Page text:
This day in Jewish history / Pope Paul IV orders Jews to live in a ghetto
Pope Paul IV was an unusually intolerant pontiff who said he would've burned his own father had he been a heretic.
On July 14, 1555, Pope Paul IV issued his bull “Cum nimis absurdum,” which subjected the Jews under his dominion to a long list of restrictions and humiliations, most notably the requirement that the Jews of Rome live within a closed area. This became the Rome Ghetto, the mandatory home of the city’s Jews until its abolishment in 1870.
Pope Paul IV (1476-1559) was an unusually rigid and intolerant pontiff. He had been the leading figure in the establishment of a Roman Inquisition in 1542 (the papal bull that created the Inquisition stated, “Even if my own father were a heretic, I would gather the wood to burn him…"), and had overseen the burning of the Talmud in Rome in 1553.
Less than two months after his ascent to the papacy on May 23, 1555, he issued “Cum nimis absurbum” – meaning literally, “Because it is completely senseless …” After those opening words, the proclamation continues: “…and inappropriate to be in a situation where Christian piety allows the Jews (whose guilt -- all of their own doing -- has condemned them to eternal slavery) access to our society and even to live among us…” before laying a long and detailed list of restrictions on Jewish life.
The first in the list of rules was one requiring all Jews in any given town to live in a single district, which was to be enclosed with a wall, and locked at night. The Jews were not allowed to own any property in the ghetto, and were permitted to have but a single synagogue for prayer. Any others that existed at the time of the promulgation of the bull were to be destroyed.
Jews were obligated to identify themselves with a yellow head-covering. Professionally, they were limited to the rag trade, unless they were trained physicians, in which case they were forbidden from tending to Christians. They were also prohibited from working on Sundays or on Christian feast days, among other restrictions.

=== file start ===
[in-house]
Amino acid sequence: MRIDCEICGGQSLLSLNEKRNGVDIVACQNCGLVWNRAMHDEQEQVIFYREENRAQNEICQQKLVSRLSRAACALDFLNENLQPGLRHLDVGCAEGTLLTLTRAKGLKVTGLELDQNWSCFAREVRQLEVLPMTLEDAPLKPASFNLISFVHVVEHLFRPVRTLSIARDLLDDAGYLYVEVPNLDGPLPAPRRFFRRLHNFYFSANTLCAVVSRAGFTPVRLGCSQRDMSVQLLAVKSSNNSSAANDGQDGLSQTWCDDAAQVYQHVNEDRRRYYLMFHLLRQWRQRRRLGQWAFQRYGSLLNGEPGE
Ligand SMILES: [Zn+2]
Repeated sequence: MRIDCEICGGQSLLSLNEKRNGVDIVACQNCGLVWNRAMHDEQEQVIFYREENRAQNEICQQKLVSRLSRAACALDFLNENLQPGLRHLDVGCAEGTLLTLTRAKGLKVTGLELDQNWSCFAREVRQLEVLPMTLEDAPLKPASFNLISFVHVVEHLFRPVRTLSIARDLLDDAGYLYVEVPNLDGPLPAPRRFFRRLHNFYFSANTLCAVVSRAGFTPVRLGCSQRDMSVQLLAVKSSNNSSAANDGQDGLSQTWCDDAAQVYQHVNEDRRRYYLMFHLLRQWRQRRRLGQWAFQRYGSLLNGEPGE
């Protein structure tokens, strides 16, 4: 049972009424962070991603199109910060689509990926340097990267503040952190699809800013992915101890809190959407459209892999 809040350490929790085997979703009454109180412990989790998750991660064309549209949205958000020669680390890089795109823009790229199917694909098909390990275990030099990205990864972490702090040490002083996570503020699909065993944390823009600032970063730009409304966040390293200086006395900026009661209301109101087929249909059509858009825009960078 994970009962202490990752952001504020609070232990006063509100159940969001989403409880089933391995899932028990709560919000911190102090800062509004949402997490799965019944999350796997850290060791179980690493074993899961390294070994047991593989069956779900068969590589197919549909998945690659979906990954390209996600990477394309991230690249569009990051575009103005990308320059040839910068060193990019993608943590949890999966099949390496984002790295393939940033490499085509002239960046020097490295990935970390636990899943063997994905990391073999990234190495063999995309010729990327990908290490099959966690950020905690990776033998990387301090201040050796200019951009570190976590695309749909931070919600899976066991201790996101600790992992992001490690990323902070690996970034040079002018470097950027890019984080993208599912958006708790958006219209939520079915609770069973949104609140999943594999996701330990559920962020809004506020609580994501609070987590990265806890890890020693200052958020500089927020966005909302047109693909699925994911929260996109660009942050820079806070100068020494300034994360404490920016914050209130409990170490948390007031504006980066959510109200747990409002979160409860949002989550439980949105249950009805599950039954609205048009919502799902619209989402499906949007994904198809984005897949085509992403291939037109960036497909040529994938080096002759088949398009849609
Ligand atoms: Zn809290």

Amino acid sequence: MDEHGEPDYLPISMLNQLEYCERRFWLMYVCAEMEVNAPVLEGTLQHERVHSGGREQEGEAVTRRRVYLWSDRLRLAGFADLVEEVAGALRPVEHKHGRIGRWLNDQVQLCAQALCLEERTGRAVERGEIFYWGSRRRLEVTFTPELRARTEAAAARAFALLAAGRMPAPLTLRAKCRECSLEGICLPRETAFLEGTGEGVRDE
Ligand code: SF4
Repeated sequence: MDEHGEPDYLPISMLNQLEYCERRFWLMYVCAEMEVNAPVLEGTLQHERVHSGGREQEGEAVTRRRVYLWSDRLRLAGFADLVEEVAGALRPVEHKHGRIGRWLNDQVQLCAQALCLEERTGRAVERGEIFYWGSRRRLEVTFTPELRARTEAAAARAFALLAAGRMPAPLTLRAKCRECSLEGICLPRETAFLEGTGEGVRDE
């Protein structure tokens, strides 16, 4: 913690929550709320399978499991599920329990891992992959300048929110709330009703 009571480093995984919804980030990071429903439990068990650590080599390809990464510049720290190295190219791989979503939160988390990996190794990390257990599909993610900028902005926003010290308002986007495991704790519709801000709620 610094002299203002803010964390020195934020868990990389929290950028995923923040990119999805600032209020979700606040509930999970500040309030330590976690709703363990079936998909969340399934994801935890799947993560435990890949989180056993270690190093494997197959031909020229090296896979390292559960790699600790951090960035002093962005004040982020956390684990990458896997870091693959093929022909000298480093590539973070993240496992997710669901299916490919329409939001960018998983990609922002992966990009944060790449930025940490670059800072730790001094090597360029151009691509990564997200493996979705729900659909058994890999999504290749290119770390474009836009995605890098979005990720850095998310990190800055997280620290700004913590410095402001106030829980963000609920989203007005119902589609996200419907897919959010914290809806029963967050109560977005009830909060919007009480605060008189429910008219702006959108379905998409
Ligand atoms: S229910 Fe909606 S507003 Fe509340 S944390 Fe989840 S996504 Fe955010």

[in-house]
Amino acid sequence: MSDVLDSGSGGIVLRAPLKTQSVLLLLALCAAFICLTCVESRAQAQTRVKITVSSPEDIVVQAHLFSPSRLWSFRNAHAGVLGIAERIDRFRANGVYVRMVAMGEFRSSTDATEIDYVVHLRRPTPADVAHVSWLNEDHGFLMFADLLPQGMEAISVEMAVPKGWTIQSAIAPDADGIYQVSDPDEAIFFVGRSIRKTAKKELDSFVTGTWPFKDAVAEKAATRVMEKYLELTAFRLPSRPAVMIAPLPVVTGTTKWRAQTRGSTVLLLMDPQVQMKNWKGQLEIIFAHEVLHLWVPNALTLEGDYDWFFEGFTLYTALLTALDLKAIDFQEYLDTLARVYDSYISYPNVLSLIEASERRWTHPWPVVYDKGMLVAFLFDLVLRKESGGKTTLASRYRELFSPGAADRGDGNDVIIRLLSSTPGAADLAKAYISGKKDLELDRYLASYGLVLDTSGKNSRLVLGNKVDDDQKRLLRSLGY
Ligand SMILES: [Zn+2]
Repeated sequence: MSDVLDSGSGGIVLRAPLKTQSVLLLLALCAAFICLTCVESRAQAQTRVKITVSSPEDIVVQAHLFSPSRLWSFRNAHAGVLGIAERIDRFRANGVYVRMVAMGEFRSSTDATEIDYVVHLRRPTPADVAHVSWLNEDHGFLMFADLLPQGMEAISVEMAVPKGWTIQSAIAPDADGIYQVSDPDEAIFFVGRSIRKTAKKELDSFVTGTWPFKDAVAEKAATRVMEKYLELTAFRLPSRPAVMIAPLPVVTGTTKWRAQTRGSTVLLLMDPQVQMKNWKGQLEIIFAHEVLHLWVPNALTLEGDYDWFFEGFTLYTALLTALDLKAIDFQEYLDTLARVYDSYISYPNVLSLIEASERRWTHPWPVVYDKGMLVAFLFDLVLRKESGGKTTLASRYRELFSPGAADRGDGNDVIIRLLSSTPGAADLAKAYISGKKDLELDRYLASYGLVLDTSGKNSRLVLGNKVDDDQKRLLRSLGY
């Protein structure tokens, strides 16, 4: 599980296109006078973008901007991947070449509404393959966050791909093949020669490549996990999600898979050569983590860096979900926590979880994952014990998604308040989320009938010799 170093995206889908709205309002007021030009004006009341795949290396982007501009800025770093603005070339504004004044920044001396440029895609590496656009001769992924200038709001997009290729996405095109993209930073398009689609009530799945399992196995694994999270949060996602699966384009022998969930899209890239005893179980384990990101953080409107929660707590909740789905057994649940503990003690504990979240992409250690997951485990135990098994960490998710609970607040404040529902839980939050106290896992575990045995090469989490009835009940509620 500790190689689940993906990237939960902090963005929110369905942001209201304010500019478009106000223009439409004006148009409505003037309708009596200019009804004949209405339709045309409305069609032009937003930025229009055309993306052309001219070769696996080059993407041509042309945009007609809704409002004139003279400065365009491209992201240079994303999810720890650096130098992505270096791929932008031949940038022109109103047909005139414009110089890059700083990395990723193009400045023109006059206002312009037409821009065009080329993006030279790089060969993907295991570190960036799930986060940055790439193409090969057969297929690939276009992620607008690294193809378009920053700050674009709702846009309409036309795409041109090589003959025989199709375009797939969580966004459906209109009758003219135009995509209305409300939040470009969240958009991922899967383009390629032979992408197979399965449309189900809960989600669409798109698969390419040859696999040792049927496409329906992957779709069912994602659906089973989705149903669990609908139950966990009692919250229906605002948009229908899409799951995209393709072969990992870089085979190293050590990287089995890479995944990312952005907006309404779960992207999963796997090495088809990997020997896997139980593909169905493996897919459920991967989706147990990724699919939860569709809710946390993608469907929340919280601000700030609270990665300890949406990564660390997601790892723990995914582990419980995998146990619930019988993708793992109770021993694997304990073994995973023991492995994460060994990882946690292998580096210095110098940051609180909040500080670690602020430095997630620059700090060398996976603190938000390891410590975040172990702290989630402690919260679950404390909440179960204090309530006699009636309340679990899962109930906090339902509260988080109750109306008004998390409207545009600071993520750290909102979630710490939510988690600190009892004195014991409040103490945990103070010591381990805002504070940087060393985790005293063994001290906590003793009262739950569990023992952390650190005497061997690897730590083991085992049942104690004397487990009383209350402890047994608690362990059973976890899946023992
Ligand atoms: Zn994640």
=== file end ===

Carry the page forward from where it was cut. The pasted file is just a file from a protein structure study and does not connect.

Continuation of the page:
The Roman Ghetto was established on the banks of the Tiber river, one of the least desirable sections of the city, if only because of its tendency to flood when the river’s waters rose. The Jews, who had their own dialect, called Giudeo-romanesco, had to finance its construction, which was designed by architect Giovanni Sallustio Peruzzi. Initially, it could be entered or departed by only two gates, although by the time the walls were demolished, in the 19th century, that number had increased to eight. Since the area of the ghetto could not expand, the only way to add living space was to build up, to as high as seven stories. This helped to block the sun, making the ghetto a dark space.
On the positive side, Christian landlords could not evict their Jewish tenants, nor could they raise rents. At the same time, the Jews were required to go through an annual ritual by which they requested permission to reside in the ghetto, a privilege for which they also had to pay a tax. Before that procedure was instituted, the Jews had to participate as performers in an annual carnival of humiliation.
The abolishment of the Roman Ghetto took place over a period of nearly a century, beginning with the brief period in 1798-99 when the Papal States were overtaken by the Italian Republic. Again in the mid-1800s, there was a period when Jews were permitted to live outside the ghetto, but this too was temporary. Finally, in 1882, 12 years after the final abolition of the Papal States, the ghetto, the last remaining one in Europe, was formally abolished and its walls torn down.
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